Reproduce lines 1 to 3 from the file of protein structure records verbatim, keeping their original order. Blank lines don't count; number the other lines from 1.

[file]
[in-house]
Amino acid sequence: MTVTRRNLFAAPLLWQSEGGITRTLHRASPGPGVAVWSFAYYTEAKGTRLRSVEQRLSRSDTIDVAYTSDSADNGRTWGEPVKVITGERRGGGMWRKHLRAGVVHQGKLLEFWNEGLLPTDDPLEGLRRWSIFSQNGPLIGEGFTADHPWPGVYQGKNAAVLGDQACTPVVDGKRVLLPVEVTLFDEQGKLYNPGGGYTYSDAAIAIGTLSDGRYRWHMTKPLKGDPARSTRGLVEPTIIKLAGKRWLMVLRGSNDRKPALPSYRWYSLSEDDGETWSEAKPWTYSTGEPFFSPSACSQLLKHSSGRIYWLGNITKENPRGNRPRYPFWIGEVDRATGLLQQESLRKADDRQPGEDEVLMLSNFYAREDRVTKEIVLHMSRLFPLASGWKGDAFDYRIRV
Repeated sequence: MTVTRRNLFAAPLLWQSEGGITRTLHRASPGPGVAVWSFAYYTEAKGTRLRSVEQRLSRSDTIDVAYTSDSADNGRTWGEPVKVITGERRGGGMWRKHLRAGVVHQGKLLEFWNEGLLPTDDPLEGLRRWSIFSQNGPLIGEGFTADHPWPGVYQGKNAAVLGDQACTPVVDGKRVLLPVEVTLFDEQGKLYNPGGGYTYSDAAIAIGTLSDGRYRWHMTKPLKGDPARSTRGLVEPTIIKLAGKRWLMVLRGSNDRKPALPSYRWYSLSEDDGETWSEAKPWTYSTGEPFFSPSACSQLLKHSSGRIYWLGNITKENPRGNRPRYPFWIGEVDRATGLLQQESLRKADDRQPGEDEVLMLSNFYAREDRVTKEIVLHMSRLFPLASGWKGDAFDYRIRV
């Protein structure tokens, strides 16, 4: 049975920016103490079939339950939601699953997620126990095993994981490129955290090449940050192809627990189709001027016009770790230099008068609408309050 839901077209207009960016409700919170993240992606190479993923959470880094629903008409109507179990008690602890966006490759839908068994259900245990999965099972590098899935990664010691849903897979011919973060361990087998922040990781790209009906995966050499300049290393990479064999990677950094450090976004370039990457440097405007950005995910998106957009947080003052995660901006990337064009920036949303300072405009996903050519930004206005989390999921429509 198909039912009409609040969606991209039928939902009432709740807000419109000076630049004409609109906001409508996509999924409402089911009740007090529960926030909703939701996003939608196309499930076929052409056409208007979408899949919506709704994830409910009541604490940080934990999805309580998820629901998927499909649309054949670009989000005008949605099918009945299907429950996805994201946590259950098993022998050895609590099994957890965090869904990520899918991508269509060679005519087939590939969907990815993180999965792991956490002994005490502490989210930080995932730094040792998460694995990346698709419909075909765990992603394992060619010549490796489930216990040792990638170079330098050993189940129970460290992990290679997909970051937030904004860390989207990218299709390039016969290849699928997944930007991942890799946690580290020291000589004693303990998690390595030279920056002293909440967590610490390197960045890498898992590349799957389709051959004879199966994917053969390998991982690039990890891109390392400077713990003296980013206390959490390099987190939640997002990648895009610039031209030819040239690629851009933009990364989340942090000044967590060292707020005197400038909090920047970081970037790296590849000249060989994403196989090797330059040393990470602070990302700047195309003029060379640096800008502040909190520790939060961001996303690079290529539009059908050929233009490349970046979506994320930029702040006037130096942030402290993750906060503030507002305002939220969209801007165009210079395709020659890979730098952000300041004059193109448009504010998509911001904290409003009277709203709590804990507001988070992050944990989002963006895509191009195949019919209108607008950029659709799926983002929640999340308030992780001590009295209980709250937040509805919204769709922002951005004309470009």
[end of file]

[in-house]
Amino acid sequence: MTVTRRNLFAAPLLWQSEGGITRTLHRASPGPGVAVWSFAYYTEAKGTRLRSVEQRLSRSDTIDVAYTSDSADNGRTWGEPVKVITGERRGGGMWRKHLRAGVVHQGKLLEFWNEGLLPTDDPLEGLRRWSIFSQNGPLIGEGFTADHPWPGVYQGKNAAVLGDQACTPVVDGKRVLLPVEVTLFDEQGKLYNPGGGYTYSDAAIAIGTLSDGRYRWHMTKPLKGDPARSTRGLVEPTIIKLAGKRWLMVLRGSNDRKPALPSYRWYSLSEDDGETWSEAKPWTYSTGEPFFSPSACSQLLKHSSGRIYWLGNITKENPRGNRPRYPFWIGEVDRATGLLQQESLRKADDRQPGEDEVLMLSNFYAREDRVTKEIVLHMSRLFPLASGWKGDAFDYRIRV
Repeated sequence: MTVTRRNLFAAPLLWQSEGGITRTLHRASPGPGVAVWSFAYYTEAKGTRLRSVEQRLSRSDTIDVAYTSDSADNGRTWGEPVKVITGERRGGGMWRKHLRAGVVHQGKLLEFWNEGLLPTDDPLEGLRRWSIFSQNGPLIGEGFTADHPWPGVYQGKNAAVLGDQACTPVVDGKRVLLPVEVTLFDEQGKLYNPGGGYTYSDAAIAIGTLSDGRYRWHMTKPLKGDPARSTRGLVEPTIIKLAGKRWLMVLRGSNDRKPALPSYRWYSLSEDDGETWSEAKPWTYSTGEPFFSPSACSQLLKHSSGRIYWLGNITKENPRGNRPRYPFWIGEVDRATGLLQQESLRKADDRQPGEDEVLMLSNFYAREDRVTKEIVLHMSRLFPLASGWKGDAFDYRIRV